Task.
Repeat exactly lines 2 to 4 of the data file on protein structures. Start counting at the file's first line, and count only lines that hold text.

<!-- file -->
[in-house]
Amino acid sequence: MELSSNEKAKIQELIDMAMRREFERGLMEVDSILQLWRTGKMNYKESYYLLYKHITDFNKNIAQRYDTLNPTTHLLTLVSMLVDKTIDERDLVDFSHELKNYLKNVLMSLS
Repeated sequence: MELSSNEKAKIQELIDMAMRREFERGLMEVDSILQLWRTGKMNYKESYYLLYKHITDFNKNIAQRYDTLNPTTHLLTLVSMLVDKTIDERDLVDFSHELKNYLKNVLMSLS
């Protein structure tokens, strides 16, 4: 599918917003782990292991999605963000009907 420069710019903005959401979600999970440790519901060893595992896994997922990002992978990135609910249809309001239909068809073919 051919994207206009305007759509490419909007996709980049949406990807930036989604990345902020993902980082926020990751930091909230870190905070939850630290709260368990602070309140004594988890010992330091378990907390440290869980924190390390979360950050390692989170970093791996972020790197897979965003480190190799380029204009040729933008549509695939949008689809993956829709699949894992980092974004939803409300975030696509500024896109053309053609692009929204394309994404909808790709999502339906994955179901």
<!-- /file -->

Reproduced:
Amino acid sequence: MELSSNEKAKIQELIDMAMRREFERGLMEVDSILQLWRTGKMNYKESYYLLYKHITDFNKNIAQRYDTLNPTTHLLTLVSMLVDKTIDERDLVDFSHELKNYLKNVLMSLS
Repeated sequence: MELSSNEKAKIQELIDMAMRREFERGLMEVDSILQLWRTGKMNYKESYYLLYKHITDFNKNIAQRYDTLNPTTHLLTLVSMLVDKTIDERDLVDFSHELKNYLKNVLMSLS
């Protein structure tokens, strides 16, 4: 599918917003782990292991999605963000009907 420069710019903005959401979600999970440790519901060893595992896994997922990002992978990135609910249809309001239909068809073919 051919994207206009305007759509490419909007996709980049949406990807930036989604990345902020993902980082926020990751930091909230870190905070939850630290709260368990602070309140004594988890010992330091378990907390440290869980924190390390979360950050390692989170970093791996972020790197897979965003480190190799380029204009040729933008549509695939949008689809993956829709699949894992980092974004939803409300975030696509500024896109053309053609692009929204394309994404909808790709999502339906994955179901």